Lawmaker Grills Officials About Agency Cyber Security

Putting federal agencies on alert about computer security, an influential lawmaker on Friday sent letters to 15 agency heads reminding the officials of their duties to protect the electronic infrastructure under their control.

"The law requires each federal agency to develop, implement, and review a comprehensive agency-wide security program that includes periodic assessments of security risks to information systems and data supporting its critical operations," Rep. James Greenwood, R-Pa., wrote in a letter to the agency heads.

Greenwood, who chairs the House Commerce subcommittee on oversight and investigations, asked that the agency leaders provide his staff with detailed accounts of their internal electronic vulnerability assessments as well as information about any cyber-security measures they have put in place to date.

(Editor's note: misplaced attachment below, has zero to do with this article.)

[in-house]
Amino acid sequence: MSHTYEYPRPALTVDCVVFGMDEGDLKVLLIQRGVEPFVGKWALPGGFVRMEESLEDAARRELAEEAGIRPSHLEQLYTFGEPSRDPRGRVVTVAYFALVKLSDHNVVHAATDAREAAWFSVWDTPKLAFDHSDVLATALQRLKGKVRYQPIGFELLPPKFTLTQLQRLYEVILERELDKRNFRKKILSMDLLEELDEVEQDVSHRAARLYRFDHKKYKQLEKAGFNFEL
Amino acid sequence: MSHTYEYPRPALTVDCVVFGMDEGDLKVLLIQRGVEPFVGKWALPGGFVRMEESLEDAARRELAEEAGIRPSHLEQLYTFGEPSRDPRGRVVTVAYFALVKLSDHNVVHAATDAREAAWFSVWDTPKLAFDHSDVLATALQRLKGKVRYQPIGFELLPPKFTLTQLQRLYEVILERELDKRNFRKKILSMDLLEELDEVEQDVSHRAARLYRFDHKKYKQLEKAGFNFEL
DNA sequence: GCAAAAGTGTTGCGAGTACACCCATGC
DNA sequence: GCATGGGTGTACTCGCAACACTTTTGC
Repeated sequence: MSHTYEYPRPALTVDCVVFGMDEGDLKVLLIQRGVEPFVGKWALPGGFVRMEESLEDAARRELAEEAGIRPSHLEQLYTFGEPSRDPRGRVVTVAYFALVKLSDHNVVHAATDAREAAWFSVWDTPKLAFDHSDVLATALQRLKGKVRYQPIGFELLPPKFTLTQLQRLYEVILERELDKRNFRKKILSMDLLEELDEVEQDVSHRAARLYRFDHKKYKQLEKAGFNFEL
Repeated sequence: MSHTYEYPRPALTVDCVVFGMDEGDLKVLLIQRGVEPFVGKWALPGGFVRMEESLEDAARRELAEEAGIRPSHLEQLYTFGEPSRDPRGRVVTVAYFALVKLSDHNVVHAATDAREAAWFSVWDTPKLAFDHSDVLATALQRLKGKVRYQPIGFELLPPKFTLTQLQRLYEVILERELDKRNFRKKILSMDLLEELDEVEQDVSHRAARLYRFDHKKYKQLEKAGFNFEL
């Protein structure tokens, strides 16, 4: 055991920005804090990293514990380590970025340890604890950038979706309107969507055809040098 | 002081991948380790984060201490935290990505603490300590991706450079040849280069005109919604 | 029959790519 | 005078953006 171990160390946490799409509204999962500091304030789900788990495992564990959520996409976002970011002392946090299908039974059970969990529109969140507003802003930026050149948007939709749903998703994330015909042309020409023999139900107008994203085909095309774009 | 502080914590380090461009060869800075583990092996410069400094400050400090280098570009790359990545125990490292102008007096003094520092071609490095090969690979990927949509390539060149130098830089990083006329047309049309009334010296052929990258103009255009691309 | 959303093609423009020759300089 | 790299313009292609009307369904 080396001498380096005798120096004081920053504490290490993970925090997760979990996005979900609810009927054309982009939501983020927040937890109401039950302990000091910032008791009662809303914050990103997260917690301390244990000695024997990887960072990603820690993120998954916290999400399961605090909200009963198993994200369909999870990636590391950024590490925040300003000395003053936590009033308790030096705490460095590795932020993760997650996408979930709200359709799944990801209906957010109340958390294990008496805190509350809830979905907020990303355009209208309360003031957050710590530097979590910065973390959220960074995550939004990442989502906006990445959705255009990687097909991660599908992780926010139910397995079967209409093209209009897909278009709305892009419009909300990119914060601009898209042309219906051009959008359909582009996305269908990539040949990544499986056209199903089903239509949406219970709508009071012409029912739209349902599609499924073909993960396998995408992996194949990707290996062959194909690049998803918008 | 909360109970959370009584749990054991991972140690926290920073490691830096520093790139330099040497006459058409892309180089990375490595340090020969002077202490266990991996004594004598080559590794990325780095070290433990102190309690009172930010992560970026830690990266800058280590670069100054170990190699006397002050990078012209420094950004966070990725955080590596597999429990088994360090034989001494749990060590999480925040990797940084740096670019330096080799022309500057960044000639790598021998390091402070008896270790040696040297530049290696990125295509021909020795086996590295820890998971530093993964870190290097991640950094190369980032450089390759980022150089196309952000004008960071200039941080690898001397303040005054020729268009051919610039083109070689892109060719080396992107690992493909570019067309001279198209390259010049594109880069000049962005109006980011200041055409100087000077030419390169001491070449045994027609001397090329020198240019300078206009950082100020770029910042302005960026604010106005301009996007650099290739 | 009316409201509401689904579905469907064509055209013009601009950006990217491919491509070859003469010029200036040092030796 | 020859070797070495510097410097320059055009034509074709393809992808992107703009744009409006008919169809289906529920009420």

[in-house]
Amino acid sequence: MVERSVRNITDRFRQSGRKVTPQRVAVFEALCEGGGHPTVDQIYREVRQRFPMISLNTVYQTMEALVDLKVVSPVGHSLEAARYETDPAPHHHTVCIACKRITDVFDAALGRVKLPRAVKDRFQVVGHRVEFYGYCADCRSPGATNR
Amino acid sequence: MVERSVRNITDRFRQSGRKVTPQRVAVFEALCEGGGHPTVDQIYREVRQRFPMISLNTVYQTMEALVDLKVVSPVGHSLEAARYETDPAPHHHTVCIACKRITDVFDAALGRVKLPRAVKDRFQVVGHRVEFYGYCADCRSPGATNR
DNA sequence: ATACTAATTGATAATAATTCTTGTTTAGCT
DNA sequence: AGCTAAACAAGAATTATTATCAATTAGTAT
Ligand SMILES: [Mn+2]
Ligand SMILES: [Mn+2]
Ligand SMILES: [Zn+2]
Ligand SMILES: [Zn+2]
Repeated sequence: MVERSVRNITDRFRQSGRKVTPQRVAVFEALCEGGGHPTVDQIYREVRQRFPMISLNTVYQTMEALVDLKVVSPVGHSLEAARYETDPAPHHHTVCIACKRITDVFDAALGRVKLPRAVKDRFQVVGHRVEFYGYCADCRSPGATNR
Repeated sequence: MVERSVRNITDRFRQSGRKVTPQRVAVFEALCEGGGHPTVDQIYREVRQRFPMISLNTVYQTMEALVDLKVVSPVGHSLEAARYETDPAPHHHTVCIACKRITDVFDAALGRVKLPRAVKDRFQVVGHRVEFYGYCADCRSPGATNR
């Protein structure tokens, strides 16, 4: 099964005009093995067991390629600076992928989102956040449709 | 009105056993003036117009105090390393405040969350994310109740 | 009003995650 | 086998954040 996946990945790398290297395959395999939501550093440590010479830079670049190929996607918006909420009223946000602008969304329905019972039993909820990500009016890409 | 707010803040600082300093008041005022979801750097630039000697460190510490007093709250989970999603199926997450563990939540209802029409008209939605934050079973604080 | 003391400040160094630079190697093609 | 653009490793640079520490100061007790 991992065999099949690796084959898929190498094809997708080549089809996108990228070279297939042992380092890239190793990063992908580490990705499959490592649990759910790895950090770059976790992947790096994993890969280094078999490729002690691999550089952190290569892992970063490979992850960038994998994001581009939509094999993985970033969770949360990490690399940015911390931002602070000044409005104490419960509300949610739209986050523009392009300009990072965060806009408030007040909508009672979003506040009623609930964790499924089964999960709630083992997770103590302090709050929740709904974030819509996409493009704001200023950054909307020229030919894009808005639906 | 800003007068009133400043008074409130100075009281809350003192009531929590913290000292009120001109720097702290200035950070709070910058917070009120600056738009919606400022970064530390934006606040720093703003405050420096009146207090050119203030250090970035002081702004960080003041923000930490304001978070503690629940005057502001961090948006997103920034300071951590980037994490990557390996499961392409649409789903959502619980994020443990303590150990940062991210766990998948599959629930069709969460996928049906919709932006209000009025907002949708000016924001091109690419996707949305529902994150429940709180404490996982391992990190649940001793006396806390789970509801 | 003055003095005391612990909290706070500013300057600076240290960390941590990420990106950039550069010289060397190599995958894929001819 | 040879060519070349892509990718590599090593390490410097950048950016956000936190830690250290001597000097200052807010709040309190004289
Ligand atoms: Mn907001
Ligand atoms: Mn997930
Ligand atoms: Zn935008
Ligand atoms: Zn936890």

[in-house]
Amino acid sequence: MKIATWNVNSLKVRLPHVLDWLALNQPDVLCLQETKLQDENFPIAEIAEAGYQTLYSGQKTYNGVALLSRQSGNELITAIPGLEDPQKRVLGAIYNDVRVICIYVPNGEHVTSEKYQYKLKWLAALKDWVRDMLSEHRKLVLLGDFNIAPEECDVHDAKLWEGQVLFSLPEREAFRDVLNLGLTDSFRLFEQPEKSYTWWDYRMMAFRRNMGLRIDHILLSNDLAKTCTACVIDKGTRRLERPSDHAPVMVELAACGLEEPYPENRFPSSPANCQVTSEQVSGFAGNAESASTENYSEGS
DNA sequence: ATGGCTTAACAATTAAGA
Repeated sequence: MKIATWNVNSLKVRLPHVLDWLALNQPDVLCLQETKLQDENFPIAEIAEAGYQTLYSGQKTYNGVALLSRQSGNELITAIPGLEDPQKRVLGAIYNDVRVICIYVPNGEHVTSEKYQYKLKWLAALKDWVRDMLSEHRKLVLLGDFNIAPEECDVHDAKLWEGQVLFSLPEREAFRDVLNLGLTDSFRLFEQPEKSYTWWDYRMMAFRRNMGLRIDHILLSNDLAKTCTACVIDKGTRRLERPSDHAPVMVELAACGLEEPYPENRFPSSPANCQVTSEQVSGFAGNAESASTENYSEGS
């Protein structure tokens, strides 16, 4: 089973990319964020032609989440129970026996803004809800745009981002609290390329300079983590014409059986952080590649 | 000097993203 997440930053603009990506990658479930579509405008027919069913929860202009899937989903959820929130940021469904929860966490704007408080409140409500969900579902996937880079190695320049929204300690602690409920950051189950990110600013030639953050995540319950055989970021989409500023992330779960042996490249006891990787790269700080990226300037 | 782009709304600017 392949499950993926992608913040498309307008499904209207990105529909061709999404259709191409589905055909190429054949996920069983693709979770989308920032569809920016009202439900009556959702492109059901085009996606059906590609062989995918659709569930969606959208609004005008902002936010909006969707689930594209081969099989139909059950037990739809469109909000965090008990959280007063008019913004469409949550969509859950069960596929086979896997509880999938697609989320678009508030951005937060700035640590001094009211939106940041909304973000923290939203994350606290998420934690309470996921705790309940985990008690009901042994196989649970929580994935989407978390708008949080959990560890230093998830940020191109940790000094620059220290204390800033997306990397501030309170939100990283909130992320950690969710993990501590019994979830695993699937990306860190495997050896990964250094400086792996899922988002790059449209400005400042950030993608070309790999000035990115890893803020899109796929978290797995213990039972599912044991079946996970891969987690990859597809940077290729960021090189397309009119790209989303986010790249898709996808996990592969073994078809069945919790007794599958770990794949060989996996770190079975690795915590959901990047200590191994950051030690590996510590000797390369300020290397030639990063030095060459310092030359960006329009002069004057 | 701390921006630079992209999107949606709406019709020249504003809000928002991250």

Letter recipients include the heads of the Department of Health and Human Services, Department of Energy, Federal Communications Commission, Federal Trade Commission and other, similarly high-profile agencies.

"In the past, most efforts to gauge computer security at federal agencies have been paperwork exercises, Commerce Committee staffer Pete Sheffield said today. "As this committee's past oversight of cyber-security agencies such as [the Environmental Protection Agency] and DOE has shown, an agency's computer security may look good on paper, but may be terrible in reality."

If the agencies that received today's letter don't provide satisfactory answers to Greenwood's detailed queries, the subcommittee could call a congressional hearing on the topic as a next step, Sheffield said.

In October 2000, President Clinton signed into law the Government Information Security Reform Act, which imposed a rigorous set of cyber-security guidelines on federal agencies. Not only does GISRA require agencies to develop cyber-security measures, it also forces each agency to "solicit an annual independent evaluation of its security program that includes testing the adequacy of existing security controls," as Greenwood points out in his letter.

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